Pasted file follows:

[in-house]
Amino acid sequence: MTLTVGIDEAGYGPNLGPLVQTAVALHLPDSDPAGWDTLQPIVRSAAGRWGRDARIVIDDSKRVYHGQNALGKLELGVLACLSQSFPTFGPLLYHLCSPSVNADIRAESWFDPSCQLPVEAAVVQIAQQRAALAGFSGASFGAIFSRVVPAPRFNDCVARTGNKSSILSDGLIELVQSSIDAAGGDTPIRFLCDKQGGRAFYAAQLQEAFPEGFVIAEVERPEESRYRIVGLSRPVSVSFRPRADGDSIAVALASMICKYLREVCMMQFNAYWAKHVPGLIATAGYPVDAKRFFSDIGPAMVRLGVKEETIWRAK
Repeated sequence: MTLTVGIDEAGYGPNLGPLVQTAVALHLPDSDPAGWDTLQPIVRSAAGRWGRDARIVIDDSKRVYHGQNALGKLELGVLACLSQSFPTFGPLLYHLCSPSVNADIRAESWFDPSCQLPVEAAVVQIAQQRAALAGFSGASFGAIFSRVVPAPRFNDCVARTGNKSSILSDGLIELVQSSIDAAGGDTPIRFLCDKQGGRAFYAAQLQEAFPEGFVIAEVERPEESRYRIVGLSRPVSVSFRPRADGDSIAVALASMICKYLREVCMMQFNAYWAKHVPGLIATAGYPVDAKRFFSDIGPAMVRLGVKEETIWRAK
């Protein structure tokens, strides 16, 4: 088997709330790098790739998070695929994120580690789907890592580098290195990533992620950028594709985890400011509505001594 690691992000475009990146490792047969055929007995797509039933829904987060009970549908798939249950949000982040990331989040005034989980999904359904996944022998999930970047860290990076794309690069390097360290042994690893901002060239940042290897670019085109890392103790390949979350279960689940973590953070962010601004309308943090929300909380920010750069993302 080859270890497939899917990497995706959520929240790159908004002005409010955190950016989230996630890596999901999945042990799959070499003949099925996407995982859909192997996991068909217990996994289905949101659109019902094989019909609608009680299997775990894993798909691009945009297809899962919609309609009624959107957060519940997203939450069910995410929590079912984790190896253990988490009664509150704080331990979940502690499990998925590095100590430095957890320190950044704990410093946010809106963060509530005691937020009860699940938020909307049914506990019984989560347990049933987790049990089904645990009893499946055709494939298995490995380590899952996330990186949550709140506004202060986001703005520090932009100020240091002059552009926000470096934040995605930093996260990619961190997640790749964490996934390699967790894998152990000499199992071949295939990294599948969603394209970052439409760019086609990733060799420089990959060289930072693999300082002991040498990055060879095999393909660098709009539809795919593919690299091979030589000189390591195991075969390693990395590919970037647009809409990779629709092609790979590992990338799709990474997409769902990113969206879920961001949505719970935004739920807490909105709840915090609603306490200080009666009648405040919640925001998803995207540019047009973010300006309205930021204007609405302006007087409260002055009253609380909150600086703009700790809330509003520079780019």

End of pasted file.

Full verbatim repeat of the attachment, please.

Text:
[in-house]
Amino acid sequence: MTLTVGIDEAGYGPNLGPLVQTAVALHLPDSDPAGWDTLQPIVRSAAGRWGRDARIVIDDSKRVYHGQNALGKLELGVLACLSQSFPTFGPLLYHLCSPSVNADIRAESWFDPSCQLPVEAAVVQIAQQRAALAGFSGASFGAIFSRVVPAPRFNDCVARTGNKSSILSDGLIELVQSSIDAAGGDTPIRFLCDKQGGRAFYAAQLQEAFPEGFVIAEVERPEESRYRIVGLSRPVSVSFRPRADGDSIAVALASMICKYLREVCMMQFNAYWAKHVPGLIATAGYPVDAKRFFSDIGPAMVRLGVKEETIWRAK
Repeated sequence: MTLTVGIDEAGYGPNLGPLVQTAVALHLPDSDPAGWDTLQPIVRSAAGRWGRDARIVIDDSKRVYHGQNALGKLELGVLACLSQSFPTFGPLLYHLCSPSVNADIRAESWFDPSCQLPVEAAVVQIAQQRAALAGFSGASFGAIFSRVVPAPRFNDCVARTGNKSSILSDGLIELVQSSIDAAGGDTPIRFLCDKQGGRAFYAAQLQEAFPEGFVIAEVERPEESRYRIVGLSRPVSVSFRPRADGDSIAVALASMICKYLREVCMMQFNAYWAKHVPGLIATAGYPVDAKRFFSDIGPAMVRLGVKEETIWRAK
């Protein structure tokens, strides 16, 4: 088997709330790098790739998070695929994120580690789907890592580098290195990533992620950028594709985890400011509505001594 690691992000475009990146490792047969055929007995797509039933829904987060009970549908798939249950949000982040990331989040005034989980999904359904996944022998999930970047860290990076794309690069390097360290042994690893901002060239940042290897670019085109890392103790390949979350279960689940973590953070962010601004309308943090929300909380920010750069993302 080859270890497939899917990497995706959520929240790159908004002005409010955190950016989230996630890596999901999945042990799959070499003949099925996407995982859909192997996991068909217990996994289905949101659109019902094989019909609608009680299997775990894993798909691009945009297809899962919609309609009624959107957060519940997203939450069910995410929590079912984790190896253990988490009664509150704080331990979940502690499990998925590095100590430095957890320190950044704990410093946010809106963060509530005691937020009860699940938020909307049914506990019984989560347990049933987790049990089904645990009893499946055709494939298995490995380590899952996330990186949550709140506004202060986001703005520090932009100020240091002059552009926000470096934040995605930093996260990619961190997640790749964490996934390699967790894998152990000499199992071949295939990294599948969603394209970052439409760019086609990733060799420089990959060289930072693999300082002991040498990055060879095999393909660098709009539809795919593919690299091979030589000189390591195991075969390693990395590919970037647009809409990779629709092609790979590992990338799709990474997409769902990113969206879920961001949505719970935004739920807490909105709840915090609603306490200080009666009648405040919640925001998803995207540019047009973010300006309205930021204007609405302006007087409260002055009253609380909150600086703009700790809330509003520079780019």